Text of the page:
“Kim Kee-hee scored that,” Schmetzer said wryly after the match.

Still, Kim had only been to the United States one time before his move to MLS, when his South Korea national team played against the U.S. in a 2014 match in Los Angeles. Communicating with teammates, many of whom speak different languages, is one thing. Adapting to entirely new surroundings in an unfamiliar community comes with its own set of challenges, but Kim is tackling those, too. While his English is still a work in progress, he’s become acquainted with his neighbors and his family is enjoying the new experience.

“I’ve gotten to know a little bit more of how to live in Seattle,” he said. “Everybody’s nice to me. [Seattle has] clean air, [it’s a] clean city. I love it. My family loves it here, my two kids, they love it here.

“I’ve been living overseas many years, but here in the United States it’s a lot easier because people are very nice and friendly to me,” he continued. “The language part is hard to learn, but other than that, it’s easy to settle here.”

Kim started watching soccer at age 10, when he watched the South Korean team he would one day play for take on Mexico in the 1998 FIFA World Cup. South Korea lost, but that match was a pivotal one in Kim’s desire to play soccer.

He has 23 caps for South Korea, including a bronze medal at the 2012 Olympics in London. With a substitute appearance in the final five minutes of a 2-0 win over Japan, Kim, and every teammate who played in the Olympic Games, was given an athlete’s exemption from the 21 months of compulsory military service required of able-bodied South Korean males.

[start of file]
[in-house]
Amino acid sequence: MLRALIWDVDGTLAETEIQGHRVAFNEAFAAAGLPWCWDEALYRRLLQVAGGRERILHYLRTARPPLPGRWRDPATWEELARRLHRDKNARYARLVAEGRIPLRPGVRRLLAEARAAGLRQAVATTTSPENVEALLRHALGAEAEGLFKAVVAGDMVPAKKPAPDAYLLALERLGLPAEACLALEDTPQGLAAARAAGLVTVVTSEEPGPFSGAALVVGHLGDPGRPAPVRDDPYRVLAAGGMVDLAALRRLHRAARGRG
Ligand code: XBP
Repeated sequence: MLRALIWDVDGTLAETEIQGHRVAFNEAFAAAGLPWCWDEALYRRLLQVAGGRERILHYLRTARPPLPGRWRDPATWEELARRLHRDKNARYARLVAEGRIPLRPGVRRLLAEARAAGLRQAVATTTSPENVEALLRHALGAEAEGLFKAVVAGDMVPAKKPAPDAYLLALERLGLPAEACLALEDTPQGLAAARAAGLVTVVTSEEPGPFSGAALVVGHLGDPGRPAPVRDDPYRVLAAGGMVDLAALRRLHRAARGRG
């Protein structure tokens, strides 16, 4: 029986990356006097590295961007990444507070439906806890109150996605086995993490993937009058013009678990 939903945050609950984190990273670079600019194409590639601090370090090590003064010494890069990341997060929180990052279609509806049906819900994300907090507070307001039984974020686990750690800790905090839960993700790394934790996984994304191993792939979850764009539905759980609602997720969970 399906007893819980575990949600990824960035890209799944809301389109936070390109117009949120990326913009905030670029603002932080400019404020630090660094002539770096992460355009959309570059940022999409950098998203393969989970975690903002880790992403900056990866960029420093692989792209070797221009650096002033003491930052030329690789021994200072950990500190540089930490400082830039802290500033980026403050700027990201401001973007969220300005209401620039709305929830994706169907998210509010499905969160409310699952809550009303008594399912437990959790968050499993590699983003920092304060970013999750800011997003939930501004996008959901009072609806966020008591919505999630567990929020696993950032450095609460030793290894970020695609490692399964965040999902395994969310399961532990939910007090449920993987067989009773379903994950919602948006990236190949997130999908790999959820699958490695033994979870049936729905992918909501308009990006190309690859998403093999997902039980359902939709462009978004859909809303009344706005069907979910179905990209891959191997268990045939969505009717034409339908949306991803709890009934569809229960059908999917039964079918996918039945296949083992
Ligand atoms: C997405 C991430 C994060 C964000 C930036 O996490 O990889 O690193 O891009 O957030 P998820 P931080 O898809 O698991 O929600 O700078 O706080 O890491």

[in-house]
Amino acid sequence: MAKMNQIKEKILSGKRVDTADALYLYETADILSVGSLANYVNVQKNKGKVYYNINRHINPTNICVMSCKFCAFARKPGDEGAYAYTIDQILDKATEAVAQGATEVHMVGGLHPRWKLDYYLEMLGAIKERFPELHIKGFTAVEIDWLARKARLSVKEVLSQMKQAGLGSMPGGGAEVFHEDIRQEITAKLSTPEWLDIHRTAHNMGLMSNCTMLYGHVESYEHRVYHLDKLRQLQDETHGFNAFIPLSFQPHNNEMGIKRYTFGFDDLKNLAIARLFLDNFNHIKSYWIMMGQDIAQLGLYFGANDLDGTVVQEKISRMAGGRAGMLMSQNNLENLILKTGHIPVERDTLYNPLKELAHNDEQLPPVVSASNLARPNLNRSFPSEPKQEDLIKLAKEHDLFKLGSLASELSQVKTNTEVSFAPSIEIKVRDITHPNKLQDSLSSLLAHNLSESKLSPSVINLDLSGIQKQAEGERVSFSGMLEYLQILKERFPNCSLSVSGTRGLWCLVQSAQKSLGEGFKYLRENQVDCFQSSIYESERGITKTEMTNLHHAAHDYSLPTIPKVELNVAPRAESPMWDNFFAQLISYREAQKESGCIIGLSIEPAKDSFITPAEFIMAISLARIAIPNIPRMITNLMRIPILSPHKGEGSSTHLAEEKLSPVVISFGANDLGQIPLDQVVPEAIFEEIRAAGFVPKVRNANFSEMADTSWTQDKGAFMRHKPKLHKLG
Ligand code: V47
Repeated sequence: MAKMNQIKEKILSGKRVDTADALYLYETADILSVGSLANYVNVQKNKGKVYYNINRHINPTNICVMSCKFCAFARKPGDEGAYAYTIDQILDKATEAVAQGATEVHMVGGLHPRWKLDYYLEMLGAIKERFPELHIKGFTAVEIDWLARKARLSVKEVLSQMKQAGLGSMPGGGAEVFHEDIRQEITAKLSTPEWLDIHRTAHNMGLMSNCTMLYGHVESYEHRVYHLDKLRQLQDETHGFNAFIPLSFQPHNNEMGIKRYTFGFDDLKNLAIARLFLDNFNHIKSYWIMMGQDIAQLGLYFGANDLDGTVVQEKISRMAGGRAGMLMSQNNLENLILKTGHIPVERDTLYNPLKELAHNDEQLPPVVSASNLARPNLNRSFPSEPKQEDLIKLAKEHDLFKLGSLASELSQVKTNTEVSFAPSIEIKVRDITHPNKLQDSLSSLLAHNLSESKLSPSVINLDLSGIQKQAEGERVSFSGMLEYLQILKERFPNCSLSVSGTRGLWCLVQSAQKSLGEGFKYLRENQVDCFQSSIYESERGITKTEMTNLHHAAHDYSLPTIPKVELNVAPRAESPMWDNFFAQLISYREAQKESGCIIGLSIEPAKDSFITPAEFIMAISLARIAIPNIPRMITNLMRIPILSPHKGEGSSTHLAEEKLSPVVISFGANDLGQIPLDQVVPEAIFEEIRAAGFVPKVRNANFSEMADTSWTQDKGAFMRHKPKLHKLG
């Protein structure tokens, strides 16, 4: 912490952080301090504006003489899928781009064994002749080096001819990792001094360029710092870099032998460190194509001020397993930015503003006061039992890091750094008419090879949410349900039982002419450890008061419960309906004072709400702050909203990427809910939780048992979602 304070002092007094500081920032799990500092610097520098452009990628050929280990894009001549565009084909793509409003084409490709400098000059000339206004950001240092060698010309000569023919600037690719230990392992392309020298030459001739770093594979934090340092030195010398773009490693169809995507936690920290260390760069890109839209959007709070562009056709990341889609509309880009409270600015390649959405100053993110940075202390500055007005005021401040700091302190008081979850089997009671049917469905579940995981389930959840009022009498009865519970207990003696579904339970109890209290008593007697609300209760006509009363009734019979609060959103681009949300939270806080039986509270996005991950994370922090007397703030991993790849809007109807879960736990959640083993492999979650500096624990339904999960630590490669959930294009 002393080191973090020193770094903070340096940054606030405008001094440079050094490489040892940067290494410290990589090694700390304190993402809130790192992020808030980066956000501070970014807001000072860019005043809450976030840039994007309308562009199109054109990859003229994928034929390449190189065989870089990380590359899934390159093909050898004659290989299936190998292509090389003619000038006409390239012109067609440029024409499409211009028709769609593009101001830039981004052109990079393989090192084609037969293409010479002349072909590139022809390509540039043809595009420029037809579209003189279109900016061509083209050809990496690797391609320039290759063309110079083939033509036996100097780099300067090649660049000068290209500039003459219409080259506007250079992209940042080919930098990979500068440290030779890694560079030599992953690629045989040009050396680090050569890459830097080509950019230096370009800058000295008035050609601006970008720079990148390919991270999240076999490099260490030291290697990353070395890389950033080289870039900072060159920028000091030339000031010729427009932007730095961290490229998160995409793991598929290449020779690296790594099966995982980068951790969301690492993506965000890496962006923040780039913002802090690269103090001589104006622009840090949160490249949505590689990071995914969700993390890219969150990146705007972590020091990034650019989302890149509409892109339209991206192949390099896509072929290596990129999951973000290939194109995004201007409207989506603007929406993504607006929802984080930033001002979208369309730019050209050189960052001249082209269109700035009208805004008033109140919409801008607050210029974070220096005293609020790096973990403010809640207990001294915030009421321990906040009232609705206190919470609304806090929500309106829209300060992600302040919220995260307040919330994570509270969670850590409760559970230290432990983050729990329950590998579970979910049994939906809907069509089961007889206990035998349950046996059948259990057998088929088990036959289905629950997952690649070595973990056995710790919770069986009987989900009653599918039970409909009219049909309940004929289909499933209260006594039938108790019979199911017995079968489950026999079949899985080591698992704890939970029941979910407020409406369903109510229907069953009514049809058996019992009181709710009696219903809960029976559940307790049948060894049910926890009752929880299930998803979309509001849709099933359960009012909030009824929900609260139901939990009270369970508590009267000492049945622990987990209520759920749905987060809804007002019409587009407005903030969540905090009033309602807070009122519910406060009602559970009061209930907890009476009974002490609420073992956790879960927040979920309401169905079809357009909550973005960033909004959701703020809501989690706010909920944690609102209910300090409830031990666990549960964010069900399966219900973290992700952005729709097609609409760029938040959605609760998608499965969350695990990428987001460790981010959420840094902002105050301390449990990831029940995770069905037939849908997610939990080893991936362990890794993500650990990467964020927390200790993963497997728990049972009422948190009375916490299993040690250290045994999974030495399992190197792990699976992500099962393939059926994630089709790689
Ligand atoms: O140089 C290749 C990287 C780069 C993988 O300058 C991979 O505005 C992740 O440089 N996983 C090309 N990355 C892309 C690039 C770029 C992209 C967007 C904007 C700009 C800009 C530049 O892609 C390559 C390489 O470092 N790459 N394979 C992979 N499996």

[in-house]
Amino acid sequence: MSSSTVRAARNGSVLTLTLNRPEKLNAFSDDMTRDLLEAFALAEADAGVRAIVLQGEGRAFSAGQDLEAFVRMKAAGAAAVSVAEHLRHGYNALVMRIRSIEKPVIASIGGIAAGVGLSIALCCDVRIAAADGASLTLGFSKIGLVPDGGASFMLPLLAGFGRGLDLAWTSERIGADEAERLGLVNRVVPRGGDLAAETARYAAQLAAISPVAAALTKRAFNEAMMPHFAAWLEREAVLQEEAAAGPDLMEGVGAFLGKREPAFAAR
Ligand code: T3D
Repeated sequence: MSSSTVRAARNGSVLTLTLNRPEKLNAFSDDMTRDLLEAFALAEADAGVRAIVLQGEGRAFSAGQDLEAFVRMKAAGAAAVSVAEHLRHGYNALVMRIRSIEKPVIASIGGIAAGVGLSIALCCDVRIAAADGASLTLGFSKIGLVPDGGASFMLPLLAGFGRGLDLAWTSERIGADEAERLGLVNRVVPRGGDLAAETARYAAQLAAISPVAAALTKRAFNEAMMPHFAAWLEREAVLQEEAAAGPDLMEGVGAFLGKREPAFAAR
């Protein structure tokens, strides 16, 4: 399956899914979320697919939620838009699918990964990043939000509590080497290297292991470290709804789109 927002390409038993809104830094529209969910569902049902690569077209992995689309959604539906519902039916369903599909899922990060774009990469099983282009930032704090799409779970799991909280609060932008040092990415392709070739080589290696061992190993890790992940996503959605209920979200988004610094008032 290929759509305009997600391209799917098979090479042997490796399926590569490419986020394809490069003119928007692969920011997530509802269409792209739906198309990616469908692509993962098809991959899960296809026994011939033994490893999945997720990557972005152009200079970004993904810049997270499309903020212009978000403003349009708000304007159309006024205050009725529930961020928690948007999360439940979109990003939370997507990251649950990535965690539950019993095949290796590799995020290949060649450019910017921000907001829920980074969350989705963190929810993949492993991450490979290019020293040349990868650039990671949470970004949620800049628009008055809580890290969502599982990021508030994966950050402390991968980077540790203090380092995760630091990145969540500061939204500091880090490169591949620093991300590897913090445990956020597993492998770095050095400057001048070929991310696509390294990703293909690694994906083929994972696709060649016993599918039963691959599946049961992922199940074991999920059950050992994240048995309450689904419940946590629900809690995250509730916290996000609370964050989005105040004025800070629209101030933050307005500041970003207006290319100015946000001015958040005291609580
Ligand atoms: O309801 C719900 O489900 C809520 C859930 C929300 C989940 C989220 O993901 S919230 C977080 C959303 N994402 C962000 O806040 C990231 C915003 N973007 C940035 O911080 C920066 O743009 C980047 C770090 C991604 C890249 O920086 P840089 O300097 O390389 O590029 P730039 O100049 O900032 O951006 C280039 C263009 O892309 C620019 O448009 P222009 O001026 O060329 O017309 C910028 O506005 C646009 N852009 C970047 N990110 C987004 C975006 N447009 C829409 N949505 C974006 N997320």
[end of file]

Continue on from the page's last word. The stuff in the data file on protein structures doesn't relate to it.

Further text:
It was after those Olympics that Kim truly refined his game.

“I spent those two years developing myself as a soccer player so I can play better, so I can pay back the fans and my country, too,” he said.

After professional spells in South Korea and Qatar, Kim joined Shanghai Shenhua in 2016. He was teammates with legendary Sounders forward Obafemi Martins, who Kim said put in a good word for the team and the city.

Kim made his first start with the Sounders against LAFC on April 29 of last year and has started nearly every match since.

“When I came out [at CenturyLink Field] for the first time, I could feel the passion from my fellow players,” Kim said. “The older MLS players, I can feel they have a lot of pride in their profession. I also have that passion and pride. I’m glad I’m playing in MLS right now.”

With the Sounders’ attack off to a blistering start to their 2019 campaign, Kim and Marshall aren’t likely to garner the lion’s share of headlines. That’s just the life of a defender, but it’s also the way Kim likes it. He hopes that the fans will appreciate his willingness to do the dirty work that sets the stage for Seattle’s high-powered attackers to make their mark.

“I want fans to know that I’m not a [flashy] player, like some other players,” Kim said. “But I’m a really good supporter for the team that supports me. I want to be known as a passionate player for the Sounders and I’ll do my best to not disappoint the fans.”